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44 Reference Guide on Understanding Common Use at Airports Table 3-8. IATA CUPPS RFP Guidelines (Sept 17, 2008). Source: CUPPS 2008. "IATA CUPPS RFP Guidelines," Sept 17 Retrieved May 16 2009 from http://www.cupps.aero/documents. Common-Use System Software--Passenger Facing Description In 2003, IATA published the Common Use Self Service (CUSS) Recommended Practice for multiple airlines to provide a check-in application for use by passengers on a single [kiosk] device (Simplifying the Business Common Use Self Service, 2006). CUSS devices run multiple airlines' check-in applications, providing the ability to relocate the check-in process away from traditional check-in counters. Passengers can check in and print boarding passes for flights in places that heretofore were unavailable. CUSS kiosks are typically located either at or near the check-in coun- ters, or within queuing stations in the check-in areas, but other examples of kiosk locations include parking garages, rental car centers, and even off-site locations such as hotels and conven- tion centers. Approximately 80 airports worldwide have CUSS installed. CUTE has existed since 1984 while CUSS has existed since 2003. Only 60 airports worldwide have implemented both CUSS and CUTE. IATA recently updated the CUSS specification to CUSS 1.2, which addresses many of the airline-related concerns with CUSS 1.0 and 1.1.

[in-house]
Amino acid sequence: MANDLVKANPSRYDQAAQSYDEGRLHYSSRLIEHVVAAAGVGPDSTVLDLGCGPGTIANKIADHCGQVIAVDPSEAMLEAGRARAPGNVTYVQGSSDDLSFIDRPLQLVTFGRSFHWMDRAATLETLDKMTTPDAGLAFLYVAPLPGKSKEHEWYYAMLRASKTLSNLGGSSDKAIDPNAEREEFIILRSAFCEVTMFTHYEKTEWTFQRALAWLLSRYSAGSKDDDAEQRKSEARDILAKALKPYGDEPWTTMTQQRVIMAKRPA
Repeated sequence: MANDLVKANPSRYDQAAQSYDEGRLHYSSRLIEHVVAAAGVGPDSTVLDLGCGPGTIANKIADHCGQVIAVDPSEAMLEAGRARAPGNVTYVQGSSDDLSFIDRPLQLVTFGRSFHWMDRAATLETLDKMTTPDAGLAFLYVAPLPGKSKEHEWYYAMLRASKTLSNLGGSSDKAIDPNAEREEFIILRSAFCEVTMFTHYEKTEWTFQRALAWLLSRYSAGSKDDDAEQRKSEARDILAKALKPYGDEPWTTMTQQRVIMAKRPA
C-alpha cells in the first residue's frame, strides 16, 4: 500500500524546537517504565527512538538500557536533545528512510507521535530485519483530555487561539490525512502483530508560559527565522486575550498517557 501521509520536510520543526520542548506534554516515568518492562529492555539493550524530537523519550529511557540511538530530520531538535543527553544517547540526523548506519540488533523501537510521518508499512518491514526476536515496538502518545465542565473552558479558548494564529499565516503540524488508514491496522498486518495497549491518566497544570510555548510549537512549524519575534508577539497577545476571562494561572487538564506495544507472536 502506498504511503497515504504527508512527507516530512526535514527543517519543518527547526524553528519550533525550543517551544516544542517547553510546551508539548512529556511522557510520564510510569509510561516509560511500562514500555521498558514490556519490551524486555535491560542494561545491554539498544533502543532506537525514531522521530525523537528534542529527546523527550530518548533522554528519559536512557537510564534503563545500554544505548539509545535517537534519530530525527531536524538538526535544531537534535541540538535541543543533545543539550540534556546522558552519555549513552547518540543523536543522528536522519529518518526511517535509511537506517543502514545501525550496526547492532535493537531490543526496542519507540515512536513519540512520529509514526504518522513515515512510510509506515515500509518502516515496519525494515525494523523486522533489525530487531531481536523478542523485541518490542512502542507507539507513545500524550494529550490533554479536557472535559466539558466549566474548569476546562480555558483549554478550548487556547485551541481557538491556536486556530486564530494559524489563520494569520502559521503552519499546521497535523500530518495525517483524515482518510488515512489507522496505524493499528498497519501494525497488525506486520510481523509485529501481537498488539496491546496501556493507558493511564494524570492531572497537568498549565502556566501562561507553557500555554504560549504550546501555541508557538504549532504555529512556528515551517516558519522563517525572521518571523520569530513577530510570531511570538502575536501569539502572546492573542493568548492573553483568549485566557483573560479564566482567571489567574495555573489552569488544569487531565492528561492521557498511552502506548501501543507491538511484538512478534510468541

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Analysis and Implementation Considerations 45 Issues to Consider 1. Airline Issues and Opportunities. Typically, airlines tend to have more objections to CUSS than CUTE. Issues noted by the airlines include the following: Airport operators may install CUSS kiosks in locations where an airline agent cannot see the equipment. The costs of CUSS kiosks are expensive, starting at $12,000 per kiosk. Airlines have developed software work-arounds for the different ways platforms operate. 2. Airport Performance Issues and Opportunities. CUTE and CUSS are not always installed together. In the United States, many airport operators are hesitant to install CUSS, primarily for two reasons: The focus for U.S. airports has been on common-use gates. Only recently have airport operators begun to investigate common-use self-service seriously. The airlines have already installed proprietary kiosks. Airport operators should determine if airlines will be permitted to use proprietary paper stock or be required to use the common-use paper stock. As with agent-facing common use, paper stock and printers are essential to a successful CUSS installation. Airline connec- tivity back to the host is required for CUSS kiosks. CUSS kiosks are becoming popular for remote check-in, both on the airport campus (e.g., at rental car centers and parking garages) and off the airport campus (e.g., at hotels, convention centers, and cruise ship terminals). 3. Physical Considerations. Placement of CUSS kiosks is important. Airport operators should work with the airlines to ensure that the placement of kiosks does not prevent airlines from using kiosks. Some airlines require that the kiosks be within sight of their agents for customer service/satisfaction considerations. Other airlines permit kiosks to be installed farther away so as to reduce passenger congestion in and around the check-in counters. 4. Staffing Considerations. Staffing considerations are addressed in the Technology Mainte- nance section. 5. Accessibility. Accessibility is a key issue for self-service kiosks. Several states are addressing accessibility, as well as the Federal Americans with Disabilities Act (ADA). Although self- service kiosks can be designed to accommodate accessibility issues (e.g., height, reach range, and other mobility challenges), the software provided by the airlines must also be designed to use any non-standard input devices added to the kiosk for better accessibility. Airport Communications Infrastructure Description Wired and wireless networks (often referred to as premises distribution systems [PDS]) are the backbones of all other technology systems. The PDS allows technology systems to be interconnected throughout the airport campus and, if necessary, to the outside world. Although a PDS is not necessary in a common-use environment, it allows for the manage- ment of another finite resource--the space behind the walls, under the floors, in the ceilings, and in roadways. Issues to Consider 1. Airline Issues and Opportunities. Airlines state that network connectivity in a common-use environment causes poor application performance and hampers trouble-shooting. When imple- menting common use in an airport, the airport operator often does not have an upgrade pro- gram in place to ensure that the technology solution remains current. Airport operators need to work with airlines to ensure that a technology refresh in a common-use environ-